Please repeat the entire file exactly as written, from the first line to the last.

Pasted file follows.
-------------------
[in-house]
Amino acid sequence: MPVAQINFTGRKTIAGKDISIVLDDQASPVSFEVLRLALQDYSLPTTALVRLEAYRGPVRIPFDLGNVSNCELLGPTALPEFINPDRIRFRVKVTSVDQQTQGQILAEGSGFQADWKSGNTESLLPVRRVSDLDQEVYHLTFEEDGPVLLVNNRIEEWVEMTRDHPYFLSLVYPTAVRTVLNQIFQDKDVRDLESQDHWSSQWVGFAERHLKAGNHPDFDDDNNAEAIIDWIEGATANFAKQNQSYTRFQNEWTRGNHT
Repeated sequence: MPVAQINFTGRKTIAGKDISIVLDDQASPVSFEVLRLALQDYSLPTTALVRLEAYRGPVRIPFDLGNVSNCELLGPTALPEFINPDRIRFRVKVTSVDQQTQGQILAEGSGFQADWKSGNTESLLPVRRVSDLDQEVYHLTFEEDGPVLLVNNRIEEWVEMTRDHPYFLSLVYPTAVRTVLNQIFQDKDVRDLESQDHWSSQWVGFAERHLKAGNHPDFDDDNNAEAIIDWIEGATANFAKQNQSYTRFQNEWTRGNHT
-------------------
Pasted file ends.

[in-house]
Amino acid sequence: MPVAQINFTGRKTIAGKDISIVLDDQASPVSFEVLRLALQDYSLPTTALVRLEAYRGPVRIPFDLGNVSNCELLGPTALPEFINPDRIRFRVKVTSVDQQTQGQILAEGSGFQADWKSGNTESLLPVRRVSDLDQEVYHLTFEEDGPVLLVNNRIEEWVEMTRDHPYFLSLVYPTAVRTVLNQIFQDKDVRDLESQDHWSSQWVGFAERHLKAGNHPDFDDDNNAEAIIDWIEGATANFAKQNQSYTRFQNEWTRGNHT
Repeated sequence: MPVAQINFTGRKTIAGKDISIVLDDQASPVSFEVLRLALQDYSLPTTALVRLEAYRGPVRIPFDLGNVSNCELLGPTALPEFINPDRIRFRVKVTSVDQQTQGQILAEGSGFQADWKSGNTESLLPVRRVSDLDQEVYHLTFEEDGPVLLVNNRIEEWVEMTRDHPYFLSLVYPTAVRTVLNQIFQDKDVRDLESQDHWSSQWVGFAERHLKAGNHPDFDDDNNAEAIIDWIEGATANFAKQNQSYTRFQNEWTRGNHT